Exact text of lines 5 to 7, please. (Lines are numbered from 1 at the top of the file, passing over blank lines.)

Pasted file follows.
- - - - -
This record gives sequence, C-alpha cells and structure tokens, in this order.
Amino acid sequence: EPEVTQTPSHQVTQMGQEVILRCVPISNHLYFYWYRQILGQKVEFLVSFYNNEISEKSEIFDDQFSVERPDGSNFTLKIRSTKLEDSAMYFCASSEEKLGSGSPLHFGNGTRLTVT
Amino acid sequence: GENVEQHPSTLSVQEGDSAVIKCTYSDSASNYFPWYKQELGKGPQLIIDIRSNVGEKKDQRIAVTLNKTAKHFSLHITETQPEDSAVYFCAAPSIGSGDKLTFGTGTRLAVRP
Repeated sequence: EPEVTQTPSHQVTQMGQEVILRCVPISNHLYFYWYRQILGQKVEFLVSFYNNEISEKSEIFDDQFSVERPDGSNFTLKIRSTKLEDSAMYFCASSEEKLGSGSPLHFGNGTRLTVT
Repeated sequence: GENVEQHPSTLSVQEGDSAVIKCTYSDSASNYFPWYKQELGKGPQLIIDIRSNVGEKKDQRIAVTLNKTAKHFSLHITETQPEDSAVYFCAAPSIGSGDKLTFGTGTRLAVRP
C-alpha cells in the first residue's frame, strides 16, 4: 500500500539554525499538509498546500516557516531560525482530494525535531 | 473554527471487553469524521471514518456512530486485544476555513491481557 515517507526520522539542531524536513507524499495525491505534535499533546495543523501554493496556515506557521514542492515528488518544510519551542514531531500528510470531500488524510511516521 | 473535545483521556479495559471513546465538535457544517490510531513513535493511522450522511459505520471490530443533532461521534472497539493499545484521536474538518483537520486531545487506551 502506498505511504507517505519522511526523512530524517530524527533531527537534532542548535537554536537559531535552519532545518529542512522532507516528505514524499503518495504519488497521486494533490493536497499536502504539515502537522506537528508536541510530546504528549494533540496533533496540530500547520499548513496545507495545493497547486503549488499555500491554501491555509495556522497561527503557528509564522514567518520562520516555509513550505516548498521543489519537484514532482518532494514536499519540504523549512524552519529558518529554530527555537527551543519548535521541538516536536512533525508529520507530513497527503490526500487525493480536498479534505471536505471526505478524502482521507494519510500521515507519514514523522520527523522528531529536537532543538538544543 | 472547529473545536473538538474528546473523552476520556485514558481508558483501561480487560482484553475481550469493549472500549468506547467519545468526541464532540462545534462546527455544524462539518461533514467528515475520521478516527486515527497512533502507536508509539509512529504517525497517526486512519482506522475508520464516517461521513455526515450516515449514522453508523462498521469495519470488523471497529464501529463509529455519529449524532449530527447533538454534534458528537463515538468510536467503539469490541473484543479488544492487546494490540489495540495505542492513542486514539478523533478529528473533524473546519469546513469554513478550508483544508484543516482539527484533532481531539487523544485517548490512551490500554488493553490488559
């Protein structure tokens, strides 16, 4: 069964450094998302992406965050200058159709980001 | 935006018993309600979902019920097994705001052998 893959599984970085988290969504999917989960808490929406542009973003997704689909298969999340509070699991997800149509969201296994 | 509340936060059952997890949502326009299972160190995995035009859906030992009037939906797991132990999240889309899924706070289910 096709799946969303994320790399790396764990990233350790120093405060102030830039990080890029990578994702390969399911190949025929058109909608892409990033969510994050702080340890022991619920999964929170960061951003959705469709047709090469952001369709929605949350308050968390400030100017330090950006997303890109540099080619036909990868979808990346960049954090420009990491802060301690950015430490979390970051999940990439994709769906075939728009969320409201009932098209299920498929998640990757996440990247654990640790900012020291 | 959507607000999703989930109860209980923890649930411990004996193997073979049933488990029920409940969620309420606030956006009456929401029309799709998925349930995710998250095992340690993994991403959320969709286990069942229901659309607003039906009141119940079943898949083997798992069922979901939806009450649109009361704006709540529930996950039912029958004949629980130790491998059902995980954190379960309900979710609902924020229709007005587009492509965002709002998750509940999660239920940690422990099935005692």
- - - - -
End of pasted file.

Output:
Repeated sequence: GENVEQHPSTLSVQEGDSAVIKCTYSDSASNYFPWYKQELGKGPQLIIDIRSNVGEKKDQRIAVTLNKTAKHFSLHITETQPEDSAVYFCAAPSIGSGDKLTFGTGTRLAVRP
C-alpha cells in the first residue's frame, strides 16, 4: 500500500539554525499538509498546500516557516531560525482530494525535531 | 473554527471487553469524521471514518456512530486485544476555513491481557 515517507526520522539542531524536513507524499495525491505534535499533546495543523501554493496556515506557521514542492515528488518544510519551542514531531500528510470531500488524510511516521 | 473535545483521556479495559471513546465538535457544517490510531513513535493511522450522511459505520471490530443533532461521534472497539493499545484521536474538518483537520486531545487506551 502506498505511504507517505519522511526523512530524517530524527533531527537534532542548535537554536537559531535552519532545518529542512522532507516528505514524499503518495504519488497521486494533490493536497499536502504539515502537522506537528508536541510530546504528549494533540496533533496540530500547520499548513496545507495545493497547486503549488499555500491554501491555509495556522497561527503557528509564522514567518520562520516555509513550505516548498521543489519537484514532482518532494514536499519540504523549512524552519529558518529554530527555537527551543519548535521541538516536536512533525508529520507530513497527503490526500487525493480536498479534505471536505471526505478524502482521507494519510500521515507519514514523522520527523522528531529536537532543538538544543 | 472547529473545536473538538474528546473523552476520556485514558481508558483501561480487560482484553475481550469493549472500549468506547467519545468526541464532540462545534462546527455544524462539518461533514467528515475520521478516527486515527497512533502507536508509539509512529504517525497517526486512519482506522475508520464516517461521513455526515450516515449514522453508523462498521469495519470488523471497529464501529463509529455519529449524532449530527447533538454534534458528537463515538468510536467503539469490541473484543479488544492487546494490540489495540495505542492513542486514539478523533478529528473533524473546519469546513469554513478550508483544508484543516482539527484533532481531539487523544485517548490512551490500554488493553490488559
């Protein structure tokens, strides 16, 4: 069964450094998302992406965050200058159709980001 | 935006018993309600979902019920097994705001052998 893959599984970085988290969504999917989960808490929406542009973003997704689909298969999340509070699991997800149509969201296994 | 509340936060059952997890949502326009299972160190995995035009859906030992009037939906797991132990999240889309899924706070289910 096709799946969303994320790399790396764990990233350790120093405060102030830039990080890029990578994702390969399911190949025929058109909608892409990033969510994050702080340890022991619920999964929170960061951003959705469709047709090469952001369709929605949350308050968390400030100017330090950006997303890109540099080619036909990868979808990346960049954090420009990491802060301690950015430490979390970051999940990439994709769906075939728009969320409201009932098209299920498929998640990757996440990247654990640790900012020291 | 959507607000999703989930109860209980923890649930411990004996193997073979049933488990029920409940969620309420606030956006009456929401029309799709998925349930995710998250095992340690993994991403959320969709286990069942229901659309607003039906009141119940079943898949083997798992069922979901939806009450649109009361704006709540529930996950039912029958004949629980130790491998059902995980954190379960309900979710609902924020229709007005587009492509965002709002998750509940999660239920940690422990099935005692």